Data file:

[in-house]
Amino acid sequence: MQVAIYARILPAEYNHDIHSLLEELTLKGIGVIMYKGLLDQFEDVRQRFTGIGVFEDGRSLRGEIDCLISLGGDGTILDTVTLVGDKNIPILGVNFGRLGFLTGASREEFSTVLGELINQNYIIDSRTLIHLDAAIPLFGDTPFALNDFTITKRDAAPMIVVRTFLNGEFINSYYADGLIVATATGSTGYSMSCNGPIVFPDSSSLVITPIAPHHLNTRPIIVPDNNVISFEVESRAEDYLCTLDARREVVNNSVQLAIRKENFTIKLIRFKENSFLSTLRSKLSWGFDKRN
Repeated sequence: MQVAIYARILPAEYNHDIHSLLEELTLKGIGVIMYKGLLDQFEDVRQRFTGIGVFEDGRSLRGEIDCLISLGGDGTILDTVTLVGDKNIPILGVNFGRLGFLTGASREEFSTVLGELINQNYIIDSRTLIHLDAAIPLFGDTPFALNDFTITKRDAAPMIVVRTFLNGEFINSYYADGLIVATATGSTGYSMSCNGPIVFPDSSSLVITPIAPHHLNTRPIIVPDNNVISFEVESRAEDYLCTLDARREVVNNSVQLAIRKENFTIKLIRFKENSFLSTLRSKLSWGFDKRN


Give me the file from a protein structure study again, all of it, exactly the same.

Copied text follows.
[in-house]
Amino acid sequence: MQVAIYARILPAEYNHDIHSLLEELTLKGIGVIMYKGLLDQFEDVRQRFTGIGVFEDGRSLRGEIDCLISLGGDGTILDTVTLVGDKNIPILGVNFGRLGFLTGASREEFSTVLGELINQNYIIDSRTLIHLDAAIPLFGDTPFALNDFTITKRDAAPMIVVRTFLNGEFINSYYADGLIVATATGSTGYSMSCNGPIVFPDSSSLVITPIAPHHLNTRPIIVPDNNVISFEVESRAEDYLCTLDARREVVNNSVQLAIRKENFTIKLIRFKENSFLSTLRSKLSWGFDKRN
Repeated sequence: MQVAIYARILPAEYNHDIHSLLEELTLKGIGVIMYKGLLDQFEDVRQRFTGIGVFEDGRSLRGEIDCLISLGGDGTILDTVTLVGDKNIPILGVNFGRLGFLTGASREEFSTVLGELINQNYIIDSRTLIHLDAAIPLFGDTPFALNDFTITKRDAAPMIVVRTFLNGEFINSYYADGLIVATATGSTGYSMSCNGPIVFPDSSSLVITPIAPHHLNTRPIIVPDNNVISFEVESRAEDYLCTLDARREVVNNSVQLAIRKENFTIKLIRFKENSFLSTLRSKLSWGFDKRN